Subject: Re: Economics of software distribution
From: ghost@ALADDIN.COM (L. Peter Deutsch)
Date: Tue, 16 Mar 93 17:31:20 PDT

> Sooner or later though,
> someone *will* make applications with mass-market appeal (I know,
> because I have plans to do exactly that), and rather than make money
> from the software per-se, they will make it from selling manuals,

Copylefted?  If not, why not?  If so, I guess they will have to compete on
production quality with copies made from them?

> or teaching people how to use it (in-company training courses such as
> those for Excel). 

That's exactly the kind of labor-intensive activity that I don't see
working out in the long run.  I guess I could summarize the point of my
previous message as follows.  If you are being paid only for your time,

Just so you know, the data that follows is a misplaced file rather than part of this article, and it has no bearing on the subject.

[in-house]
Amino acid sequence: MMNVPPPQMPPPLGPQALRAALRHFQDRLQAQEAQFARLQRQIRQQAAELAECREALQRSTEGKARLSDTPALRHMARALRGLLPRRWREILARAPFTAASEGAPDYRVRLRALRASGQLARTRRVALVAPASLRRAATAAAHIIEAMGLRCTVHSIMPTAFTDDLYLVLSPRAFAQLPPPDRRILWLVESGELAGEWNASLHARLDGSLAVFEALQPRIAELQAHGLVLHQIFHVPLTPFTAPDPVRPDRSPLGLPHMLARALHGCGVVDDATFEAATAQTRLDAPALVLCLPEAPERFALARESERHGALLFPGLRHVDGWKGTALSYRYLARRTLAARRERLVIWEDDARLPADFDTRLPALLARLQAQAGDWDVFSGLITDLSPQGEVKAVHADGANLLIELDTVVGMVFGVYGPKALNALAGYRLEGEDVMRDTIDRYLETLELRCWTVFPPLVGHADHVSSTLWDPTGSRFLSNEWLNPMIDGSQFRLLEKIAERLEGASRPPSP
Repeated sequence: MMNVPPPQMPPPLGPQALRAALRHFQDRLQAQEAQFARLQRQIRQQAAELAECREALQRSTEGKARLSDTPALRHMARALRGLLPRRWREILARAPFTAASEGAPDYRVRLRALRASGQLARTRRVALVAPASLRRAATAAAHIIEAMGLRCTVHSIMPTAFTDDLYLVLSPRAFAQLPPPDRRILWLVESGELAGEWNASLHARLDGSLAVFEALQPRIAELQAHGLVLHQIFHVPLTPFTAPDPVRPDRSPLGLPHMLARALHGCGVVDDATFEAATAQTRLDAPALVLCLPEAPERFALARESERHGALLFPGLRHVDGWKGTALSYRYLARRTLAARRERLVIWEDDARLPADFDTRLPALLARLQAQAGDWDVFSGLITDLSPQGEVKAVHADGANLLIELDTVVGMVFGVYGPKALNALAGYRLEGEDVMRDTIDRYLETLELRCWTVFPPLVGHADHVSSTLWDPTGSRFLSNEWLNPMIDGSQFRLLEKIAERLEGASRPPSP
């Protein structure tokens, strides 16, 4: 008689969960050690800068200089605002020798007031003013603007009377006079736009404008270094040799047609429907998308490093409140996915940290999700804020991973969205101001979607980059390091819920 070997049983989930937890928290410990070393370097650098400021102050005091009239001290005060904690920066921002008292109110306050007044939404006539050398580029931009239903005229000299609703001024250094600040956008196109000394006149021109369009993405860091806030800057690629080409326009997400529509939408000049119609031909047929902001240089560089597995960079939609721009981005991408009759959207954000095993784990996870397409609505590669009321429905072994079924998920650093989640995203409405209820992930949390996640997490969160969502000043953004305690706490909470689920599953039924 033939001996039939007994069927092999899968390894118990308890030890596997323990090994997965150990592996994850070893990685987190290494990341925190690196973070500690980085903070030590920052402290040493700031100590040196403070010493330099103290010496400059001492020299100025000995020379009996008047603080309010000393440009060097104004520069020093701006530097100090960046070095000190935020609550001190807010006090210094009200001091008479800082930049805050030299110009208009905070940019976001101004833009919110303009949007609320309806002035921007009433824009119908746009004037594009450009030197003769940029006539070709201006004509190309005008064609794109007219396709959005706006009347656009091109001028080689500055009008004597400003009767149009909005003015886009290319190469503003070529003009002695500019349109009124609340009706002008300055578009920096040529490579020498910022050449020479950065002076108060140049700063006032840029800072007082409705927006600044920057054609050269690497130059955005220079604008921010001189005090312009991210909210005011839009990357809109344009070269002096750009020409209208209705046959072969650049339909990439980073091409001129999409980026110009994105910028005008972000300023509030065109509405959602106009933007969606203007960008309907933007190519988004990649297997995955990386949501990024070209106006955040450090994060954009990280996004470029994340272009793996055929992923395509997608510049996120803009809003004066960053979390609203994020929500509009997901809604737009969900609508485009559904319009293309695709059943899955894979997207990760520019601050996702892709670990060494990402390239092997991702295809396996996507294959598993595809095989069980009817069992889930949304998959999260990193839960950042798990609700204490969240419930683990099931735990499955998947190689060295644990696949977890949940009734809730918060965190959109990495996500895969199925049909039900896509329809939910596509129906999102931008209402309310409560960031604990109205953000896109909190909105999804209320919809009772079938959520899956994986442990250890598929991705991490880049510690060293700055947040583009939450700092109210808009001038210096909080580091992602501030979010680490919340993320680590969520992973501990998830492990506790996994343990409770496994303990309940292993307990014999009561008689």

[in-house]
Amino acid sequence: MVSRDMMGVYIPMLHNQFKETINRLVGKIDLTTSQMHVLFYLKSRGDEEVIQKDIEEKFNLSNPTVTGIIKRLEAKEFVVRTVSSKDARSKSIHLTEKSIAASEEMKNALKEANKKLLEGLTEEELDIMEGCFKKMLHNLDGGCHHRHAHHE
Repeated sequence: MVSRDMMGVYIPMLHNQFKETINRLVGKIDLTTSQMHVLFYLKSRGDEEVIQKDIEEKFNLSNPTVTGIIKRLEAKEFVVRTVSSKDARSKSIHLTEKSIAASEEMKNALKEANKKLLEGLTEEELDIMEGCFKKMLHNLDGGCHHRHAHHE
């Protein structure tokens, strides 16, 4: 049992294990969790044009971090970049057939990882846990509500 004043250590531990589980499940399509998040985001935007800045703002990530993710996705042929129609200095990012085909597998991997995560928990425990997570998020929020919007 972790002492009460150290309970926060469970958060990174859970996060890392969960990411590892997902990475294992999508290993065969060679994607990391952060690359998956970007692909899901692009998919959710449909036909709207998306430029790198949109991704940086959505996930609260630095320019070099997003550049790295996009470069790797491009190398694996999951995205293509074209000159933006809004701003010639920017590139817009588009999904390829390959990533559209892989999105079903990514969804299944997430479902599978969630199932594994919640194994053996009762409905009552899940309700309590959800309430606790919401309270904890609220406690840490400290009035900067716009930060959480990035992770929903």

then you have to make enough money on your paid, labor-intensive
activities to pay for *both* the rest of your life *and* the time you
spend writing software that you distribute for no more than cost.  The
free software ethic seems to demand this.  But this seems to imply that
authors of free software have to charge higher rates for those
labor-intensive activities than people who pay for those same activities
with the sale of "unfree" software, or else be motivated by idealism and
be willing to accept less reward for the same quality of product.

I'll be looking forward with great interest to free software products
targeted to the mass market of PC users.

L. Peter Deutsch :: Aladdin Enterprises :: P.O. box 60264, Palo Alto, CA 94306, ...decwrl!aladdin!ghost ; voice 415-322-0103 ; fax 322-1734
	    "Implementation is the sincerest form of flattery."